It’s not often that I review books here on B-Side Blog, what with my penchant for such lowbrow offerings as Big Brother, Jersey Shore, and various silly adventures in my friends’ apartments. However, every so often a volume comes my way that feels totally apt for this site: specifically, The Real Housewives Get Personal, a companion reader to the hit Real Housewives franchise. I was lucky enough to be sent an advance copy of the book (before Bethenny received the alleged “first copy” on Watch What Happens), and I was only too happy to curl up by the pool and comb through it.
I’ll get right to the point. As much as it pains me to say this, The Real Housewives Get Personal is essential reading for fans of the show. Or rather, it’s essential reading for fans of the show who are headed to the beach, many of whom are probably are doing just that this very weekend. The book is big, splashy, glossy fun — full of colorful photos, charts, and sidebars. Heavy reading this is not. Instead the whole thing presents itself like a giant issue of People Magazine, minus perhaps some of the journalistic gravitas.
Written in a frequently snarky, occasionally earnest, and always accessible style, The Real Housewives Get Personal is a surprisingly exhaustive review of the past several years of the series. Nearly every cast member, past and present, is profiled with one notable exception: Sonja Morgan of the New York cast, who clearly joined Bravo’s lady army a touch too late to be included (however, one of her quotes, as well as several others from the infamous “Crazy Island” episode, managed to quietly sneak into the book).
While Ms. Morgan may be conspicuously absent, many others get their time in the spotlight once again. We get multi-page spreads for Vicki (Orange County), Jill (New York City), and Danielle (New Jersey), but we also revisit some forgotten faces: born-again cougar Quinn, NBA wife DeShawn, and transient cast member Tammy. The men also get plenty of ink too. Notable “gay husbands” Dwight and Brad (from Atlanta and NYC, respectively) each earn sizable sidebars, and the two Simons (Van Kempen and Barney) also get a blurb or two to speak their minds. The latter Simon, formerly married to Tamra from Orange County, uses this outlet to slam his ex, likening her to “kryptonite.” It’s one of many cutting barbs scattered like broken glass throughout the book. Some jabs are rather blunt. Slade Smiley (hold your groans) attacks his ex, Jo, in a screed, saying, “I think her music would have been much more successful if she had actually worked harder than everyone else around her.” Other catty remarks glide in on a cloud of passive aggression. Case in point: Lisa Wu Hartwell, who when asked if she’s a copycat for heading into fashion much like fellow housewife ShereÃ© Whitfield, pretends to take the high road by saying, “What are we in — grade school?” However, she then follows up with a playground zinger of her own: “I can’t copy what you haven’t done, sweetheart.”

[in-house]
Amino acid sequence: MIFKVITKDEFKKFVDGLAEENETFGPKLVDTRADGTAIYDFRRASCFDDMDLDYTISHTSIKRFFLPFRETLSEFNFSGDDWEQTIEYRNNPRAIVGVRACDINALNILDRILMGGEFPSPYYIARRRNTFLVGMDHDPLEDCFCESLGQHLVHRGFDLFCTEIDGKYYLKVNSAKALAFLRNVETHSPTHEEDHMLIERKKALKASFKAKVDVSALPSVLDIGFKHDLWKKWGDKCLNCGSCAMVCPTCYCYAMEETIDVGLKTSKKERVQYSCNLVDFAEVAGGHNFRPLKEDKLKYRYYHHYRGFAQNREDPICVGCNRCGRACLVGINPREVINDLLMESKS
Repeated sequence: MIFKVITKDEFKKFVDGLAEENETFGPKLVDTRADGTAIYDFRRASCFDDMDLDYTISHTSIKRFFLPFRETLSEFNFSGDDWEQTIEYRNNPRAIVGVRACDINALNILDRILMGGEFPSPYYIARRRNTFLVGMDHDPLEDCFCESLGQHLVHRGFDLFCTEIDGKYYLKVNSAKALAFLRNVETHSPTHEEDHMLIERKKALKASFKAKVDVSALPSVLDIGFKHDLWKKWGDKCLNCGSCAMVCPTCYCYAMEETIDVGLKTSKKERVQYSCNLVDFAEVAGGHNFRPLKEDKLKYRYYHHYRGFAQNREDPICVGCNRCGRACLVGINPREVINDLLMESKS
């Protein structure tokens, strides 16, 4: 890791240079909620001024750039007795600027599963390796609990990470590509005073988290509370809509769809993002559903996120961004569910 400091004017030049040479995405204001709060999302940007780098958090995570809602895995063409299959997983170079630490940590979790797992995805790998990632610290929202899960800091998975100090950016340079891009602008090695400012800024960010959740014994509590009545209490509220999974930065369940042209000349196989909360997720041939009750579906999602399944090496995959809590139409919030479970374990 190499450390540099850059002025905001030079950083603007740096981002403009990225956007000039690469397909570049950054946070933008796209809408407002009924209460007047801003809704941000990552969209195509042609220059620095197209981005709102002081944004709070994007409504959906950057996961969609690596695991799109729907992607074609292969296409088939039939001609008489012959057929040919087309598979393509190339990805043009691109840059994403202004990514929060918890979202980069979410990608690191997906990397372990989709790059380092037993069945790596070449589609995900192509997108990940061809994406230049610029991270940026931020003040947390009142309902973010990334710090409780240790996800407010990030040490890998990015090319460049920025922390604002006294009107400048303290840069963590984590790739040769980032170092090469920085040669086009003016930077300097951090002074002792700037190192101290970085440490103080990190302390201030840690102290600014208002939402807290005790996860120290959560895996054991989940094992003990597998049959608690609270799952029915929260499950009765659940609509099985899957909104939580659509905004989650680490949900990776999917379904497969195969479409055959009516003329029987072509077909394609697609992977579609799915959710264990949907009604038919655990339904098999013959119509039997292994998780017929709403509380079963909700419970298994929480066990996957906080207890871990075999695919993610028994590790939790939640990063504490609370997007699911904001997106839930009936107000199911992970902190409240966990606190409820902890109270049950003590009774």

Each chapter is dedicated to a different iteration of the franchise, in order of their airing — Orange County, New York City, Atlanta, and New Jersey — and each chapter is divided into lively profiles of each cast member. Long departed women from the franchise receive just a few paragraphs of background coupled with some vital stats (age, marital status, occupation, birthplace, etc.). However, current cast members (and noteworthy former ones) get the full treatment. Their profiles begin with comments from the producers, often saying how they found the women and what their appeal was. Many times this proves to be the most interesting part of the entire book, and if anything, we’re left wanting to learn more about the behind-the-scenes production of it all. Sadly, the goal of the book is not to provide insight as to how the whole operation works; it’s merely to extend the brand of these women, and to that effect, it succeeds. Reading the profiles of each cast member is a nifty way to travel back down memory lane, reliving some of the glorious fights, cattiness, and follies these crazies have to offer.
Much of the book’s humor lies in the clever extras sprinkled throughout each chapter. Author Martha O’Connor has a sly way of both mocking these women’s neurosis while somehow celebrating them at the same time. A full page comparison of Ramona vs. “Ra-mean-a” simultaneously pokes fun at Ramona Singer’s more idiosyncratic moments (ie. one-upping New York Governor David Paterson in the blindness department) while reminding us of the fun we had cringing along to her insanity. Meanwhile, a humorous sidebar about ShereÃ© asks the reader “When it comes to treating yourself well… are you standard… or are you ShereÃ©?” Standard: “Celebrate the end of your long, drawn-out divorce with a few good friends and some drinks.” ShereÃ©: “Celebrate the end of your long, drawn-out divorce with an independence party where you’ll be arriving by helicopter.” You get the point.